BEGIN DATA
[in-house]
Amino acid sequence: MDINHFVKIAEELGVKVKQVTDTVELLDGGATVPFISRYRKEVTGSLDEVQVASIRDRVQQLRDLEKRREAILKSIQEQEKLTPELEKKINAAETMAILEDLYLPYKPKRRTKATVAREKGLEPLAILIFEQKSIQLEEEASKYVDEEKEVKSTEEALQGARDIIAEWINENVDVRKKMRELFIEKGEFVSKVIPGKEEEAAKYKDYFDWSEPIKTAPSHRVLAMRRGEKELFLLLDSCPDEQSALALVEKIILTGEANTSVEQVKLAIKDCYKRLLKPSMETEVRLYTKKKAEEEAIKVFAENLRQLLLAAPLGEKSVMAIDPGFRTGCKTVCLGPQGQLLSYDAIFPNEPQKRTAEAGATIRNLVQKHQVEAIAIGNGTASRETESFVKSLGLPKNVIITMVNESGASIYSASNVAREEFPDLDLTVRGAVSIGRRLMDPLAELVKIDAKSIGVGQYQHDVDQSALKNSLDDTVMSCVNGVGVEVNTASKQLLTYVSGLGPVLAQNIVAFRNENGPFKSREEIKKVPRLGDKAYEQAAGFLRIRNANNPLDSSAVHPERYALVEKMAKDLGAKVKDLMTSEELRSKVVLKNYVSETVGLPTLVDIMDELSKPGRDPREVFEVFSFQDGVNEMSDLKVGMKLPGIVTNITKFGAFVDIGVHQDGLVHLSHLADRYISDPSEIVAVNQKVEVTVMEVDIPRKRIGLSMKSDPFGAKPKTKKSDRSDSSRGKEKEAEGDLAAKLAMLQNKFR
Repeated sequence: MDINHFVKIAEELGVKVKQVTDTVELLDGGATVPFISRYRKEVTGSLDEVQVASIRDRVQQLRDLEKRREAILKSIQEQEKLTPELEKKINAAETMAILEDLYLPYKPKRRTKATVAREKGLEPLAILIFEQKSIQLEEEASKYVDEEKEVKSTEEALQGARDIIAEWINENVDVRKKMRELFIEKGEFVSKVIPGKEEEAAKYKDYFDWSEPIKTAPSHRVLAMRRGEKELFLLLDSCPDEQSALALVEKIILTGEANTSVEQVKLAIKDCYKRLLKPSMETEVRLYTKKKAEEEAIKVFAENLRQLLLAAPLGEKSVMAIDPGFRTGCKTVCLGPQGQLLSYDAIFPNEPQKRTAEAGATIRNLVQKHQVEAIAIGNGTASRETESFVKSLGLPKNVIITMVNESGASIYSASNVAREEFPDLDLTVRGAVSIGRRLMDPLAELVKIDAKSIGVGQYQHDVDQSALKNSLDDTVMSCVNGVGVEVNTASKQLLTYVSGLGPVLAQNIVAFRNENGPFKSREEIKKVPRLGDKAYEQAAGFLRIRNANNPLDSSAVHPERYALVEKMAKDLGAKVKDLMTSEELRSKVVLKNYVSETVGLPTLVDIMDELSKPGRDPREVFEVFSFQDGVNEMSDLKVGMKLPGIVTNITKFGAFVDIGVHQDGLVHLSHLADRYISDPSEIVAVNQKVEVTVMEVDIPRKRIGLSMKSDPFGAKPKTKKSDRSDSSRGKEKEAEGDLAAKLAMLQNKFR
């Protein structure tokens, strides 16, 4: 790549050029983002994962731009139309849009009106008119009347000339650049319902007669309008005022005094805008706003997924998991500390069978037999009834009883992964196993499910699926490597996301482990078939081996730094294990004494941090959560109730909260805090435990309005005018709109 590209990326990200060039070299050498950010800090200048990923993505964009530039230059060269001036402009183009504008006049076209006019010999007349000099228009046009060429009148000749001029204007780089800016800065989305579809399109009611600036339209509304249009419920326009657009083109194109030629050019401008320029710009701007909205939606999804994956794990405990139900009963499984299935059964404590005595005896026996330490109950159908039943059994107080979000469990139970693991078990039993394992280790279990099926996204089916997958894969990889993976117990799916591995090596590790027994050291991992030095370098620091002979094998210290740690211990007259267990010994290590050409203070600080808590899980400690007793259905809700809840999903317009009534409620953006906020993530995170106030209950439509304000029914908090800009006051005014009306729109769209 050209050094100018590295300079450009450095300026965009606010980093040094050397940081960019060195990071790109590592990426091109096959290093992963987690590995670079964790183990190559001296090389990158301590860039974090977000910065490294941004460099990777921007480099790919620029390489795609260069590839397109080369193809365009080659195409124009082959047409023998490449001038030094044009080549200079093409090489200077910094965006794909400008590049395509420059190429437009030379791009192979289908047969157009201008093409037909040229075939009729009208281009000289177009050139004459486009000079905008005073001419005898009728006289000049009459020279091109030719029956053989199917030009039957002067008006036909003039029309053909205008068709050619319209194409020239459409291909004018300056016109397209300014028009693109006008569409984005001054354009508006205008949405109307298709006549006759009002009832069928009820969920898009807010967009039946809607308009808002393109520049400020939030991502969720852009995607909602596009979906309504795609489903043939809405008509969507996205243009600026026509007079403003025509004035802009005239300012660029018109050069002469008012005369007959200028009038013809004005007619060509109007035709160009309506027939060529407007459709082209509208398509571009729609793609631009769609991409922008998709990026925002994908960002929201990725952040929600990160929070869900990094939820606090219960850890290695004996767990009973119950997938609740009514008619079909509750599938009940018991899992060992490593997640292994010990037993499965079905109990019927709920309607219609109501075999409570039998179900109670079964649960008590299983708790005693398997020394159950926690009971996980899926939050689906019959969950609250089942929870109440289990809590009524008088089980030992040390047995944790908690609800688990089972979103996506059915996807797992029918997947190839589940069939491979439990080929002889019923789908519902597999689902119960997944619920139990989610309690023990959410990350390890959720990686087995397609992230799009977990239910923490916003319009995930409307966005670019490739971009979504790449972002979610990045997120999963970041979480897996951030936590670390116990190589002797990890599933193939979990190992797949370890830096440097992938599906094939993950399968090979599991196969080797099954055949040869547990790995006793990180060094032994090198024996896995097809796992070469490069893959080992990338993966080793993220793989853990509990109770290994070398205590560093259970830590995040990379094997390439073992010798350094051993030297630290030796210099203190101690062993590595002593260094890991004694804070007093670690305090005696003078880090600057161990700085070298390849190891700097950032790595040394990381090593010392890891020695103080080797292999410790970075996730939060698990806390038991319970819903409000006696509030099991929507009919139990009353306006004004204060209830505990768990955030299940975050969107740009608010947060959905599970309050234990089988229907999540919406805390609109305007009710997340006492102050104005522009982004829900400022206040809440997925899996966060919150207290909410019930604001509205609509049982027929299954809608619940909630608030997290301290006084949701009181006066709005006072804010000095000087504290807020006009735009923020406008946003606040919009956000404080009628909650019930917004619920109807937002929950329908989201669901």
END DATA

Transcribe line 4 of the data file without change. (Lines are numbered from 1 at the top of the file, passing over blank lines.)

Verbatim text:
């Protein structure tokens, strides 16, 4: 790549050029983002994962731009139309849009009106008119009347000339650049319902007669309008005022005094805008706003997924998991500390069978037999009834009883992964196993499910699926490597996301482990078939081996730094294990004494941090959560109730909260805090435990309005005018709109 590209990326990200060039070299050498950010800090200048990923993505964009530039230059060269001036402009183009504008006049076209006019010999007349000099228009046009060429009148000749001029204007780089800016800065989305579809399109009611600036339209509304249009419920326009657009083109194109030629050019401008320029710009701007909205939606999804994956794990405990139900009963499984299935059964404590005595005896026996330490109950159908039943059994107080979000469990139970693991078990039993394992280790279990099926996204089916997958894969990889993976117990799916591995090596590790027994050291991992030095370098620091002979094998210290740690211990007259267990010994290590050409203070600080808590899980400690007793259905809700809840999903317009009534409620953006906020993530995170106030209950439509304000029914908090800009006051005014009306729109769209 050209050094100018590295300079450009450095300026965009606010980093040094050397940081960019060195990071790109590592990426091109096959290093992963987690590995670079964790183990190559001296090389990158301590860039974090977000910065490294941004460099990777921007480099790919620029390489795609260069590839397109080369193809365009080659195409124009082959047409023998490449001038030094044009080549200079093409090489200077910094965006794909400008590049395509420059190429437009030379791009192979289908047969157009201008093409037909040229075939009729009208281009000289177009050139004459486009000079905008005073001419005898009728006289000049009459020279091109030719029956053989199917030009039957002067008006036909003039029309053909205008068709050619319209194409020239459409291909004018300056016109397209300014028009693109006008569409984005001054354009508006205008949405109307298709006549006759009002009832069928009820969920898009807010967009039946809607308009808002393109520049400020939030991502969720852009995607909602596009979906309504795609489903043939809405008509969507996205243009600026026509007079403003025509004035802009005239300012660029018109050069002469008012005369007959200028009038013809004005007619060509109007035709160009309506027939060529407007459709082209509208398509571009729609793609631009769609991409922008998709990026925002994908960002929201990725952040929600990160929070869900990094939820606090219960850890290695004996767990009973119950997938609740009514008619079909509750599938009940018991899992060992490593997640292994010990037993499965079905109990019927709920309607219609109501075999409570039998179900109670079964649960008590299983708790005693398997020394159950926690009971996980899926939050689906019959969950609250089942929870109440289990809590009524008088089980030992040390047995944790908690609800688990089972979103996506059915996807797992029918997947190839589940069939491979439990080929002889019923789908519902597999689902119960997944619920139990989610309690023990959410990350390890959720990686087995397609992230799009977990239910923490916003319009995930409307966005670019490739971009979504790449972002979610990045997120999963970041979480897996951030936590670390116990190589002797990890599933193939979990190992797949370890830096440097992938599906094939993950399968090979599991196969080797099954055949040869547990790995006793990180060094032994090198024996896995097809796992070469490069893959080992990338993966080793993220793989853990509990109770290994070398205590560093259970830590995040990379094997390439073992010798350094051993030297630290030796210099203190101690062993590595002593260094890991004694804070007093670690305090005696003078880090600057161990700085070298390849190891700097950032790595040394990381090593010392890891020695103080080797292999410790970075996730939060698990806390038991319970819903409000006696509030099991929507009919139990009353306006004004204060209830505990768990955030299940975050969107740009608010947060959905599970309050234990089988229907999540919406805390609109305007009710997340006492102050104005522009982004829900400022206040809440997925899996966060919150207290909410019930604001509205609509049982027929299954809608619940909630608030997290301290006084949701009181006066709005006072804010000095000087504290807020006009735009923020406008946003606040919009956000404080009628909650019930917004619920109807937002929950329908989201669901």